Off the West coast lies a research facility that informs the NASA mission to Mars. The Hawai’i Space Exploration Analog and Simulation (HI-SEAS) program tests the endurance of humans contained in limited environments.
On Jan. 19, 2017 Crew V entered HI-SEAS in Mauna Loa , chosen for its rocky conditions similar to Mars’ surface. The six-member crew will exit the simulation Sept. 17, 2017.
During each mission, the crew is expected to live in a 1,200 square-foot research facility, according to the HI-SEAS website. The purpose of the mission is to observe how people interact in close contact.
The website said there is a 20 minute delay in communication, to simulate the same lag a crew on Mars would experience. A phone call would be frustrating. To combat this, astronauts record videos, send emails and ask family and friends to do the same.
The HI-SEAS crew are also observed on how well they work together, which is a common theme for such programs. The University of Arizona’s own Biosphere 2 projects, in 1991 and 1994, were similar in terms of isolation and teamwork.
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Though the HI-SEAS habitat isn’t sealed completely, the mission does depend on the crew making excursions and testing scientific tools.
Donna Viola, UA research specialist in planetary sciences, experienced a similar program while working towards her doctorate degree.
“During my Ph.D dissertation I was involved in the Mars Desert Research Station (MDRS) in Utah, where I was practically trapped with people I didn’t know well for two weeks as we did our own Mars simulation," Viola said.
Viola said program simulations are necessary for long term projects like going to Mars.
"Any mission to Mars would be risky, but figuring out the social construct between teams is the most important thing," Viola said. "We didn’t break the MDRS so I’d say we did pretty well.”
When it comes to crew teams that are chosen, NASA focuses on cohesion and how the candidates hold together after complex problems are provided. The researchers of HI-SEAS have observed that if a highly cohesive team is picked, the crew will also be highly autonomous, and want to solve problems their own way.
“The way NASA handles its risks on its missions is that there is a list of green problems for fine, and red or extreme risks makes the mission to Mars a no-fly," according to Kim Binsted, principal investigator of HI-SEAS. "What we are trying to do is move the risks out of the red to support enabling a plausible mission to Mars.”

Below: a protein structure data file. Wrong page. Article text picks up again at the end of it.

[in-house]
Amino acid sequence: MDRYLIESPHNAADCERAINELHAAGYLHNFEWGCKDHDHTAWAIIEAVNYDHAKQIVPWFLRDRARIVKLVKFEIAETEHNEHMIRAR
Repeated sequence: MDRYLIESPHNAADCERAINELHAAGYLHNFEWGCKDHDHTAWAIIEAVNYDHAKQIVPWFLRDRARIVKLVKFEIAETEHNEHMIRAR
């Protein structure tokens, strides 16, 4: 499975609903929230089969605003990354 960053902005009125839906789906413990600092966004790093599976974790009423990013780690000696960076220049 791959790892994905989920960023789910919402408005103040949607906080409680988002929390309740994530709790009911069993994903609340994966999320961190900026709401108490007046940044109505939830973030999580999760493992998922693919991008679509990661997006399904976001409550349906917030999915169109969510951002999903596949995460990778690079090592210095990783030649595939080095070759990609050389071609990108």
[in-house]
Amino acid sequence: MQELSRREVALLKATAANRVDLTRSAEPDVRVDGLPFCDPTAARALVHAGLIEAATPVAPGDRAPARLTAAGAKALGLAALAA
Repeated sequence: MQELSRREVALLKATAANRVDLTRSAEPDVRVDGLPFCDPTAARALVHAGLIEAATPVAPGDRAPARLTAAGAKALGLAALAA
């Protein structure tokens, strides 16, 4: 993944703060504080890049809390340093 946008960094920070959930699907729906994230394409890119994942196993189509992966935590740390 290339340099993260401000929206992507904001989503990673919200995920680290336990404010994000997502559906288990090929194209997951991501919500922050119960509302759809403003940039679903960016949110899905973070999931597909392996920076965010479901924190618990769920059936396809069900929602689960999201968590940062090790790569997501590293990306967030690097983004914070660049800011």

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Also unlike Biosphere 2, the HI-SEAS crews are not forced to grow their own food supply, as resources are dropped off away from the research facility, according to Binsted. They do need to control a rover to retrieve resources, but to enhance simulation people on the mission are required to leave the dome wearing space suits.
Crews are observed to see how much stress they experience during the period, which can last a couple months, Binsted said. Their stress is measured using a sociometer, a tool which records the volume of the members' voices and how close they are to each other when speaking.
Using this, Binsted said it's possible to track the relationship between each member. If they tend to avoid each other and raise their voices, it can signal problems with cohesion.
To relieve stress, virtual reality programs are used to help create images that help the members during the long periods of separation from family, friends and the whole world.
Crew V plays simple video games that are created to practice competition and collaboration. Over time, this activity also monitors what social groups are forming in the crew. According to Binsted, the purpose of including this research is to try to detect these problems without solely relying on self-report by the crew members for better results.
The Daily Wildcat readers can follow Crew V’s progress on Twitter, @HI_SEAS.
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